At one point, I had a fantasy vision of starting my own magazine and bringing back those personal essays. Be the change you want to see in the world, right? It would be feminist and at the same time unapologetically feminine. Tasteful tackiness. Then I discovered the (partially online) zine and podcast Polyester, run by Ione Gamble in the UK. This was everything I had envisioned. My magazine would be a Dutch version of Polyester, called Trui. Magazines are not over, they just need a facelift. But lately Polyester has been posting on Instagram about the disappearance of print, and the difficulties of running an independent zine. What I had taken for a gap in the market, was actually the signs of a sinking ship. Why would people buy the november issue when all the red carpets have been online since fashion week? It doesn’t matter how woke Linda.meiden is now, no one is going to buy a €10 glossy to read for two hours and then throw away. Especially now that you can buy a new top from Shein for the same price.

Bye Bye Bye

There are more signs that fashion magazines are due to close up shop. Over the years many issues have become less frequent, for example from monthly to quarterly. In 2017, the cult-icon of Japanese streetwear FRUiTS retired. In the same year, Teen Vogue and Seventeen went fully digital. And this year, Paper magazine, known for its artsy pop culture moments like Kim Kardashians ‘Break the Internet’ photoshoot, fired its entire editorial staff near the end of April. I.D. magazine is folding most of its international issues. For a while, Glamour and Vogue had lost their publisher in the Netherlands. Ew.

Print is losing the battle with the internet. Digitalization has led to an issue of journalistic integrity with not only click-bait, but a lack of fact-checking. In the rush to be the first with the most clicks, misinformation tends to slip through the cracks. But it is not just the physical print that is losing business. Even digital media outlets, like Buzzfeed and Vice, are struggling. Reportedly, the reason is the lack of advertisers. They have decided that the place for their budget is social media – Tiktok, Instagram, Facebook. For one, it is much easier to track their effectiveness with click-through rate, but it is also easier to integrate with sponsorships and the like. Consequently, traditional media is left to bite the dust. This can explain why magazines feel more capitalist to me now; instead of being the trendsetters and deciding the culture, they have to pander to the culture in order to keep up with costs. More and more, advertisements are hidden away in articles that otherwise feel like normal content. You can’t just skip through them anymore, it has taken over the whole thing like a parasite in high heels, sunglasses and this season’s trench coat.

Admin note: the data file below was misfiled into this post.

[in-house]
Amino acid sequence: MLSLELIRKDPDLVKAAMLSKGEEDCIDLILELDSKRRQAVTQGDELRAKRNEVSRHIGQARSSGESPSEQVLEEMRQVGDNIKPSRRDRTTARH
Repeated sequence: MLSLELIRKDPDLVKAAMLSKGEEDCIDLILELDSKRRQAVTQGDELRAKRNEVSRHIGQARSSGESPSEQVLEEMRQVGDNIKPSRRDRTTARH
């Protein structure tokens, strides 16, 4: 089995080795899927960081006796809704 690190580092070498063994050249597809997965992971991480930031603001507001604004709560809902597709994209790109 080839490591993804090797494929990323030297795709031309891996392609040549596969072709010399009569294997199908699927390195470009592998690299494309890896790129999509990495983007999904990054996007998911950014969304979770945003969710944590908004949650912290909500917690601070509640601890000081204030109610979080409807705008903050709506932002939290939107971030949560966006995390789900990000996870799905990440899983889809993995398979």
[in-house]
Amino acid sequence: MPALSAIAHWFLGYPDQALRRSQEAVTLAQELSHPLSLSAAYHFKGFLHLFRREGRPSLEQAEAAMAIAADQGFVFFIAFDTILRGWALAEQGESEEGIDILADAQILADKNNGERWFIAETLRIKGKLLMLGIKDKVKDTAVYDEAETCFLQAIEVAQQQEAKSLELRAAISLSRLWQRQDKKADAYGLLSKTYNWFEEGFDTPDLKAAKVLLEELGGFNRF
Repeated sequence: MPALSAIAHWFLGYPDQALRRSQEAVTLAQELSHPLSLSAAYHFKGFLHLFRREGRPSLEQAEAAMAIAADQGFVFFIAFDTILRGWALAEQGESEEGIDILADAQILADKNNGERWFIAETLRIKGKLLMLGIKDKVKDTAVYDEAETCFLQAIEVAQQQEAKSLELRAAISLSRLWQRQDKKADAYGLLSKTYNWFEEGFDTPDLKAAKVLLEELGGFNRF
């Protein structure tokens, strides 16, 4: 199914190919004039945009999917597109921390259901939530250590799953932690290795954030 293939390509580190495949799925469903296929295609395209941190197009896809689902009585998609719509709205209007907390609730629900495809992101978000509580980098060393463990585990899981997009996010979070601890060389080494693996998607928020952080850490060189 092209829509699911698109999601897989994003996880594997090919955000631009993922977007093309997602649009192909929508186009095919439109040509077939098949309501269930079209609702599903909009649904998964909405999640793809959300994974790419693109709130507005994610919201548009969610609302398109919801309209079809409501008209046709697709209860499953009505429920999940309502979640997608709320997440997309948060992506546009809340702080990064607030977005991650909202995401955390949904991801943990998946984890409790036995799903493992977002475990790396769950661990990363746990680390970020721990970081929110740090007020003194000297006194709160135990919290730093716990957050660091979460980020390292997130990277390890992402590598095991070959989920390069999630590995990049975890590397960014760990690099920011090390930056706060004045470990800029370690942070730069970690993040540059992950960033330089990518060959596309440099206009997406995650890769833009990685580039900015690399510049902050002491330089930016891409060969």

When I told my dad I wanted to write this piece, he asked the same question he’s been asking me for years: “Why would you even care about all this nonsense?” To an outsider, fashion magazines may have had too little intrinsic value to be much of a loss. I could argue in favour of useless things in our overly productive capitalist hellscape. But even though I am never one to hold on to the past blinded by nostalgia, somewhere deep inside me, a little girl is screaming that it wasn’t all a waste of time. It was useful. There is a value to the gravitas that paper publications hold, something that the ultra-democratized internet tries but ultimately fails to replicate. The same way my dad keeps up with football in order to have something in common with the receptionist at work or his brother-in-law, I used to bring magazines to a sleepover to discuss the psycho-social dynamics of the latest celebrity break-up. Now we all live in our personalised algorithm bubbles. With the rise of aesthetics and microtrends, the overload of information actually makes it harder to get a picture of the zeitgeist.

If the magazine was only able to capture that authentic feel again, then maybe there is a sliver of hope for the culture. I might even be inclined to pick up Linda.meiden the next time I go grocery shopping, or in my local café on a slow Monday. I might find myself feeling inspired by a make-up look, or a new up and coming designer featured for their creativity. If you read my article ‘till the end (which you almost have!), you might – like me – enjoy a long-winded personal essay about nothing important. An in-depth interview that actually tells you something about that person. It’s a piece of art that everyone, of all classes and backgrounds, can see themselves in. Magazines used to provide us with uncomplicated pleasure and something to talk about. Now, we can only dream about a life like that.

By Jits Wielers